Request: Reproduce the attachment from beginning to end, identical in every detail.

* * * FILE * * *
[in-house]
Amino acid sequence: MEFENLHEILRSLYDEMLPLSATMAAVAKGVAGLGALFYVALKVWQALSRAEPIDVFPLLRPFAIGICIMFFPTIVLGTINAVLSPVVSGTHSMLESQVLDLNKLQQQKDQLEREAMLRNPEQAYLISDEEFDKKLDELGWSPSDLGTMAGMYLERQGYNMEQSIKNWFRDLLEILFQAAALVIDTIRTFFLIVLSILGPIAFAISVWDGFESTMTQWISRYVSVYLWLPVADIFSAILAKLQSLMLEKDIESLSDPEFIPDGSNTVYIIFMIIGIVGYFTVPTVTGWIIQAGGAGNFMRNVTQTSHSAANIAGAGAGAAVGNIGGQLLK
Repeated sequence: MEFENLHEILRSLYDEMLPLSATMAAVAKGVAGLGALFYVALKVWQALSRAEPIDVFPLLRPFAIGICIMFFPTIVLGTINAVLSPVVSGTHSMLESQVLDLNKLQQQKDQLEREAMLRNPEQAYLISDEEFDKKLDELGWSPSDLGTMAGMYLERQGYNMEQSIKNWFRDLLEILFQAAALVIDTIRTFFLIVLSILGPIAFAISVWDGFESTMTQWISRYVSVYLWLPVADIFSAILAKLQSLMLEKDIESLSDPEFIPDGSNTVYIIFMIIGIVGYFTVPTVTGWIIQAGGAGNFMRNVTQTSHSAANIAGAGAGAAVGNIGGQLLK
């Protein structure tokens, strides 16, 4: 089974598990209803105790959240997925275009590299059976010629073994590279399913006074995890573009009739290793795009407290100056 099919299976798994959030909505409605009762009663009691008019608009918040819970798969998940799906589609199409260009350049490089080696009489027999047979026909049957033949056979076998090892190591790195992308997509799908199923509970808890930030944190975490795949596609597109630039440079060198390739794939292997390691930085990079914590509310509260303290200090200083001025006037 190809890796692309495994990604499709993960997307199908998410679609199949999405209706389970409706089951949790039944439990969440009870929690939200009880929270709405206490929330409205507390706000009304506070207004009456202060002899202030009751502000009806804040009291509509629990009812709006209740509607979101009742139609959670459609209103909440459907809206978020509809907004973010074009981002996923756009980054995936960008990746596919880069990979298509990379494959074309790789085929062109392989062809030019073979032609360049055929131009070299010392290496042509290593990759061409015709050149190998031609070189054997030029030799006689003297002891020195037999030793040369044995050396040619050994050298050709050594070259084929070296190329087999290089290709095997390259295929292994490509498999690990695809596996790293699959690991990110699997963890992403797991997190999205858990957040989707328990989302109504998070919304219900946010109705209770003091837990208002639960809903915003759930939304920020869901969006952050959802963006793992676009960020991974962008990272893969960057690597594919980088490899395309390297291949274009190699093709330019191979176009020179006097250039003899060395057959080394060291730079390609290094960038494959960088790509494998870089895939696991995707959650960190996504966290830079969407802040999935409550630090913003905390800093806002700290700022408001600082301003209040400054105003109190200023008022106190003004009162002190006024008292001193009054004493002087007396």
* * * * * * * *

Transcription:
[in-house]
Amino acid sequence: MEFENLHEILRSLYDEMLPLSATMAAVAKGVAGLGALFYVALKVWQALSRAEPIDVFPLLRPFAIGICIMFFPTIVLGTINAVLSPVVSGTHSMLESQVLDLNKLQQQKDQLEREAMLRNPEQAYLISDEEFDKKLDELGWSPSDLGTMAGMYLERQGYNMEQSIKNWFRDLLEILFQAAALVIDTIRTFFLIVLSILGPIAFAISVWDGFESTMTQWISRYVSVYLWLPVADIFSAILAKLQSLMLEKDIESLSDPEFIPDGSNTVYIIFMIIGIVGYFTVPTVTGWIIQAGGAGNFMRNVTQTSHSAANIAGAGAGAAVGNIGGQLLK
Repeated sequence: MEFENLHEILRSLYDEMLPLSATMAAVAKGVAGLGALFYVALKVWQALSRAEPIDVFPLLRPFAIGICIMFFPTIVLGTINAVLSPVVSGTHSMLESQVLDLNKLQQQKDQLEREAMLRNPEQAYLISDEEFDKKLDELGWSPSDLGTMAGMYLERQGYNMEQSIKNWFRDLLEILFQAAALVIDTIRTFFLIVLSILGPIAFAISVWDGFESTMTQWISRYVSVYLWLPVADIFSAILAKLQSLMLEKDIESLSDPEFIPDGSNTVYIIFMIIGIVGYFTVPTVTGWIIQAGGAGNFMRNVTQTSHSAANIAGAGAGAAVGNIGGQLLK
């Protein structure tokens, strides 16, 4: 089974598990209803105790959240997925275009590299059976010629073994590279399913006074995890573009009739290793795009407290100056 099919299976798994959030909505409605009762009663009691008019608009918040819970798969998940799906589609199409260009350049490089080696009489027999047979026909049957033949056979076998090892190591790195992308997509799908199923509970808890930030944190975490795949596609597109630039440079060198390739794939292997390691930085990079914590509310509260303290200090200083001025006037 190809890796692309495994990604499709993960997307199908998410679609199949999405209706389970409706089951949790039944439990969440009870929690939200009880929270709405206490929330409205507390706000009304506070207004009456202060002899202030009751502000009806804040009291509509629990009812709006209740509607979101009742139609959670459609209103909440459907809206978020509809907004973010074009981002996923756009980054995936960008990746596919880069990979298509990379494959074309790789085929062109392989062809030019073979032609360049055929131009070299010392290496042509290593990759061409015709050149190998031609070189054997030029030799006689003297002891020195037999030793040369044995050396040619050994050298050709050594070259084929070296190329087999290089290709095997390259295929292994490509498999690990695809596996790293699959690991990110699997963890992403797991997190999205858990957040989707328990989302109504998070919304219900946010109705209770003091837990208002639960809903915003759930939304920020869901969006952050959802963006793992676009960020991974962008990272893969960057690597594919980088490899395309390297291949274009190699093709330019191979176009020179006097250039003899060395057959080394060291730079390609290094960038494959960088790509494998870089895939696991995707959650960190996504966290830079969407802040999935409550630090913003905390800093806002700290700022408001600082301003209040400054105003109190200023008022106190003004009162002190006024008292001193009054004493002087007396």